jazz[109] Bantu jaja, to make dance.  Obsolete forms jas, jasy.  The numerous   applications of this term center on basic v. sense of “to speed up, excite,   exaggerate, act in an unrestricted or extreme way.”  Note corresponding   use as n. and as adj., “jazzy.”  Applied to copulation, frenzied dancing,  fast music, exaggerated talk, gaudy patterns and colors, excessive pleasure-seeking.  Cf. Mandingo jasi, to become abnormal or out of   character, either diminished or excessive.  Cf.  similar Wolof yees and  Temne yas, to be lively or energetic to an extreme degree, applied to  exaggerated styles of dancing or music, excessive love-making, etc.

jelly, jelly-roll[110] Mandingo jeli, minstrel, who often gained popularity with   women through his skills in the use of words and music.  A virile man   who curries sexual favors of women.  Epithet applied in U.S. to several black musicians, including “Jelly Roll Morton” (piano), “Jelly” Williams   (bass), and “Jelly Thompson (guitar).  Convergence with English items of food, jelly and jelly-roll.

jenk[111] Bantu njika, reserve, reticence, inhibition.  “To spread my jenk”: relax,  have a good time.

jiffy[112] Bantu tshipi, short.  In a second, in a moment.

jigger[113] Bantu njiga, sand flea, insect.

jiggaboo[114] Bantu tshikabo, they bow the head docilely.  Derogatory term for black   person.  In Black English a jiggaboo is someone who is extremely black,   with strong African features, as opposed to high yellow, or light-skinned.

jitter-(bug)[115] Mandingo ji-to, frightened, cowardly, from ji, to be afraid.  Jitobaga, a frightened, cowardly person.  To tremble and shake, have “the jitters”;  nervousness, fear, cowardice.  Jitter bug:  an excited swing addict, who    shakes and trembles in dancing.

jive[116] Wolof jev, jew, to talk about someone in his absence, esp. in a disparaging way.  Misleading talk; to talk in a misleading or insincere way.  Applied to sexual and musical activity.  Ct. semantic range of jazz.  Convergences   with English jive, jibe, to sneer at, disparage.

john[117] Mandingo jon, slave, a person owned by someone else.  An average man, esp. one who can be exploited or easily taken in; a male lover, a    prostitute’s client.  Also used in black American folklore, as in John Henry, name of hero-slave frequently in conflict with “massa.”  The term massa provides a convenient convergence of English master and Mandingo massa, chief.  That Mandingo speakers in U.S. were conscious of this convergence is suggested by the cycle of black American tales   involving John-versus-Massa, which corresponds to a similar genre of Mandingo tales in West Africa involving jon, the slave, versus massa, the  chief.

juba (1)[118] A group dance with complex rhythmic clapping and slapping of knees and   things, as done by plantations slaves (1834).  Both dance and word are of  African origin.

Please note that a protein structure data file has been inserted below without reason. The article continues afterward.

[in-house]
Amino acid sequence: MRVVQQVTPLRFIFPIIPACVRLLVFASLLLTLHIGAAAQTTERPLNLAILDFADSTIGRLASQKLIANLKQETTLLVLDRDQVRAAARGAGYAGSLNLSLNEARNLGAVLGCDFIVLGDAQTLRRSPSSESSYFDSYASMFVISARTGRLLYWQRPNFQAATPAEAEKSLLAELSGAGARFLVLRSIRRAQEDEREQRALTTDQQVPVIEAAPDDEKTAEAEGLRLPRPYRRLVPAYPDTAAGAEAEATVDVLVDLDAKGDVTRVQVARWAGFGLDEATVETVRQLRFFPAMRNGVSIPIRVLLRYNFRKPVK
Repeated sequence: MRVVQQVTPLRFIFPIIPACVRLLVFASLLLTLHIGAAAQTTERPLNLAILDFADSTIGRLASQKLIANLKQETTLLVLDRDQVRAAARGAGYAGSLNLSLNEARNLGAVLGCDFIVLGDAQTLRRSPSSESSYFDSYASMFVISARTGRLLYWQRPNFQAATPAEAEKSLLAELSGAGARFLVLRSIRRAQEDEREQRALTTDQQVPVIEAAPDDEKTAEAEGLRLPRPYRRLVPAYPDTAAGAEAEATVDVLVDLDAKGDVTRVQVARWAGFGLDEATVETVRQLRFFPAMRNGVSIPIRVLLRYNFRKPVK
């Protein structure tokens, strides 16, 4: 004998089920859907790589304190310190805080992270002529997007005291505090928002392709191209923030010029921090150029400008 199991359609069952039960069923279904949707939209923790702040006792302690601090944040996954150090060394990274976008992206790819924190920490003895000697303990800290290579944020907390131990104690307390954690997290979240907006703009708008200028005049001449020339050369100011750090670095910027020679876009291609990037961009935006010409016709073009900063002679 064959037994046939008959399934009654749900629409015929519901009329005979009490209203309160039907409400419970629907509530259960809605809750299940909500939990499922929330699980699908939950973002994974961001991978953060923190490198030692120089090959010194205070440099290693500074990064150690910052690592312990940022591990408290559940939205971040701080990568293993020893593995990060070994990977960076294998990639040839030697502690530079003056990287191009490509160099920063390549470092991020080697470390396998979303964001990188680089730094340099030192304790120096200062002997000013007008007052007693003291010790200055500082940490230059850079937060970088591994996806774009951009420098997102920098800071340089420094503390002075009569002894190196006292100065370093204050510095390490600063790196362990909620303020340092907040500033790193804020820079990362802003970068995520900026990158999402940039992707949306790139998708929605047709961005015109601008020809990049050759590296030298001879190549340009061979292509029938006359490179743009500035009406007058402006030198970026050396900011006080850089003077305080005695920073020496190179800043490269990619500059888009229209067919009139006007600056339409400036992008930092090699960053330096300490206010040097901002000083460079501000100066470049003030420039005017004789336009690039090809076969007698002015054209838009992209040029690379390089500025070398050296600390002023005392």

juba (2)[119] One of the earliest records of the term juba dates to American minstrelsy  days.  Both Juba and Jube consistently appeared as names of enslaved  Africans who were skilled musicians and dancers.

juba (3)[120] Bantu juba, jiouba, or diubu, to beat time rhythmically.  Used to describe   an African dance step, the Charleston; recorded particularly in South   Carolina and West Indies.  Juba is also the Akan female day name for a  child born on Monday.

juba (4)[121] Traditional slave food.  Refers to the food that enslaved Africans working in the plantation house collected from the masas’s leftovers.  Such   leftovers were called juba, jibba, or jiba.  On Saturday or Sunday the  leftovers were thrown together; no one could distinguish the meat from the bread and vegetables.  This juba was placed in a huge pot and those working in the “de big House” shared it with those working in the fields.

juba (5)[122] Bantu nguba, kingooba, peanut, groundnut, “goober,” from which an old  African melody is derived.  The Juba dance was originally performed on  plantations but became so popular that whites gave it the name Charleston, after the southern city and major slave port.  The dance was introduced in   1926 to the American stage in an all-black production by E. F. Miller and Aubrey Lyles entitled Runnin’ Wild, and as the “Charleston” it became the   dance craze of the 1920s.

juke[123] Wolof dzug, to misbehave, lead a disorderly life; Bambara dzugu, wicked.   Brothel, cheap tavern, low dive.  Mainly Gullah and black use in South To  juke (1939), to make the rounds of taverns and low dives, go drinking; used mainly by southerners.  By early 1940s to juke came to mean “to   make the rounds drinking and dancing to jukeboxes” (1939).  Juke joints, taverns or roadhouses that featured jukeboxes.  Juke Juke-joint, a hand-out bar.  Cf. also Bantu juka, rise up, do your things.

ju  ju[124] Bantu njiu, danger, harm, accident.  A charm or fetish against such.

kakatulu[125] Bantu  kukatulu, to take off, remove; v.i., to be still, immobile.  Name of a   large bird, mockingbird.

kelt, ketch[126] Bantu keleja, filter, strain; catch the drippings, pale stuff.  A light-skinned    black person.

kickeraboo[127] The Americanisms “to kick the bucket” evolved from kickeraboo and kickatavoo, killed or dead.  Term has two Africans sources: Krio (the   English-based Creole of Sierra Leone) kekrebu, kekerabu, dead, to wither  (as leaves or fruit); Ga (West Africa) kekre, dry, stiff, and bo, to befall,  end.  “Kicking the bucket” was used in American blackface minstrel songs, regarding the death of a black person, until about mid-nineteenth century, when it moved into Standard American English.

kill[128] To affect strongly, as in “you kill me!” Similar usage in a number of West   African languages, including Wolof and Mandingo, or verbs meaning lit.  “to kill.”

kook, kooky[129]Bantu kuku, dolt, blockhead.  A strange, peculiar person.